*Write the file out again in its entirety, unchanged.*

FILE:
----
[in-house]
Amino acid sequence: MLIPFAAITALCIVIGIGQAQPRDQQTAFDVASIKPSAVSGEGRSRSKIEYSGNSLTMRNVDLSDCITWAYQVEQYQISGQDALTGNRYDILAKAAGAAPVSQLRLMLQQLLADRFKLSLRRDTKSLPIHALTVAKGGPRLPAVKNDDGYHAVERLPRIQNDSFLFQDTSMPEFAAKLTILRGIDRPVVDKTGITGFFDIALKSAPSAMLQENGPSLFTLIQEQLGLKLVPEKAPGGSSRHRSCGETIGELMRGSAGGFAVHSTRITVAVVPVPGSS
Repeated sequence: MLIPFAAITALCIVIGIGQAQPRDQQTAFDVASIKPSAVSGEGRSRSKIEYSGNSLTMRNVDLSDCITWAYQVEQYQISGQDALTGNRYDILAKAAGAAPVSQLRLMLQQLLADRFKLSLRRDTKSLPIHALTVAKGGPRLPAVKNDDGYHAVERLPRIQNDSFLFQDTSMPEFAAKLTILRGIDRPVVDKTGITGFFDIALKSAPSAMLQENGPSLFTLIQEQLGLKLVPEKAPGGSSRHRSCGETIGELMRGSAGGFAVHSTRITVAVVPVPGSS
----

[in-house]
Amino acid sequence: MLIPFAAITALCIVIGIGQAQPRDQQTAFDVASIKPSAVSGEGRSRSKIEYSGNSLTMRNVDLSDCITWAYQVEQYQISGQDALTGNRYDILAKAAGAAPVSQLRLMLQQLLADRFKLSLRRDTKSLPIHALTVAKGGPRLPAVKNDDGYHAVERLPRIQNDSFLFQDTSMPEFAAKLTILRGIDRPVVDKTGITGFFDIALKSAPSAMLQENGPSLFTLIQEQLGLKLVPEKAPGGSSRHRSCGETIGELMRGSAGGFAVHSTRITVAVVPVPGSS
Repeated sequence: MLIPFAAITALCIVIGIGQAQPRDQQTAFDVASIKPSAVSGEGRSRSKIEYSGNSLTMRNVDLSDCITWAYQVEQYQISGQDALTGNRYDILAKAAGAAPVSQLRLMLQQLLADRFKLSLRRDTKSLPIHALTVAKGGPRLPAVKNDDGYHAVERLPRIQNDSFLFQDTSMPEFAAKLTILRGIDRPVVDKTGITGFFDIALKSAPSAMLQENGPSLFTLIQEQLGLKLVPEKAPGGSSRHRSCGETIGELMRGSAGGFAVHSTRITVAVVPVPGSS